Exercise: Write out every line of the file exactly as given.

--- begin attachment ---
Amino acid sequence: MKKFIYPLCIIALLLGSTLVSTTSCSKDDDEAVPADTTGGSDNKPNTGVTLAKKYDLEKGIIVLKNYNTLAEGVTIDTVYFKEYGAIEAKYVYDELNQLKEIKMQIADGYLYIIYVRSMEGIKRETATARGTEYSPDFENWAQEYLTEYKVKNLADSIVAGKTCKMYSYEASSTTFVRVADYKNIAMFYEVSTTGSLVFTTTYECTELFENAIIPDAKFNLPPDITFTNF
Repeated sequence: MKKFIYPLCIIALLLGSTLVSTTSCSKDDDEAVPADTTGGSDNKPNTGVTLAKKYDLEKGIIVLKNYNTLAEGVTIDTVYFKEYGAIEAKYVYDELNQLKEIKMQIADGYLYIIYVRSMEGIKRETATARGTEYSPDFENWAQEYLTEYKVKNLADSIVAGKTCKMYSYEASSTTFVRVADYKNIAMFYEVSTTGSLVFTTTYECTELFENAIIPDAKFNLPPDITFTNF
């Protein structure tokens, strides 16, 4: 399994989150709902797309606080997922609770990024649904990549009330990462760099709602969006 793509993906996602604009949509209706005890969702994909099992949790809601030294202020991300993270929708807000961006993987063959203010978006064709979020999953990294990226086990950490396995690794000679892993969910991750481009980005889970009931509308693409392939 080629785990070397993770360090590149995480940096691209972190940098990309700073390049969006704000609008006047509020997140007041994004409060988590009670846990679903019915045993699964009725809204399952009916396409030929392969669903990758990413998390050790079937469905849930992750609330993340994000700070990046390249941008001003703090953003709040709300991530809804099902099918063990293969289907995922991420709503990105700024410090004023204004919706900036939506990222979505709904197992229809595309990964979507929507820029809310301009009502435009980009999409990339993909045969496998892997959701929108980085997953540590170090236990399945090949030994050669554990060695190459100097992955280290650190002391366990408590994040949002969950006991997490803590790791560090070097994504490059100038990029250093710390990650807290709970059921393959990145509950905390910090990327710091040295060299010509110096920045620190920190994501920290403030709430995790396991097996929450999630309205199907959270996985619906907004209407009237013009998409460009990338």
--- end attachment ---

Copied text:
Amino acid sequence: MKKFIYPLCIIALLLGSTLVSTTSCSKDDDEAVPADTTGGSDNKPNTGVTLAKKYDLEKGIIVLKNYNTLAEGVTIDTVYFKEYGAIEAKYVYDELNQLKEIKMQIADGYLYIIYVRSMEGIKRETATARGTEYSPDFENWAQEYLTEYKVKNLADSIVAGKTCKMYSYEASSTTFVRVADYKNIAMFYEVSTTGSLVFTTTYECTELFENAIIPDAKFNLPPDITFTNF
Repeated sequence: MKKFIYPLCIIALLLGSTLVSTTSCSKDDDEAVPADTTGGSDNKPNTGVTLAKKYDLEKGIIVLKNYNTLAEGVTIDTVYFKEYGAIEAKYVYDELNQLKEIKMQIADGYLYIIYVRSMEGIKRETATARGTEYSPDFENWAQEYLTEYKVKNLADSIVAGKTCKMYSYEASSTTFVRVADYKNIAMFYEVSTTGSLVFTTTYECTELFENAIIPDAKFNLPPDITFTNF
């Protein structure tokens, strides 16, 4: 399994989150709902797309606080997922609770990024649904990549009330990462760099709602969006 793509993906996602604009949509209706005890969702994909099992949790809601030294202020991300993270929708807000961006993987063959203010978006064709979020999953990294990226086990950490396995690794000679892993969910991750481009980005889970009931509308693409392939 080629785990070397993770360090590149995480940096691209972190940098990309700073390049969006704000609008006047509020997140007041994004409060988590009670846990679903019915045993699964009725809204399952009916396409030929392969669903990758990413998390050790079937469905849930992750609330993340994000700070990046390249941008001003703090953003709040709300991530809804099902099918063990293969289907995922991420709503990105700024410090004023204004919706900036939506990222979505709904197992229809595309990964979507929507820029809310301009009502435009980009999409990339993909045969496998892997959701929108980085997953540590170090236990399945090949030994050669554990060695190459100097992955280290650190002391366990408590994040949002969950006991997490803590790791560090070097994504490059100038990029250093710390990650807290709970059921393959990145509950905390910090990327710091040295060299010509110096920045620190920190994501920290403030709430995790396991097996929450999630309205199907959270996985619906907004209407009237013009998409460009990338």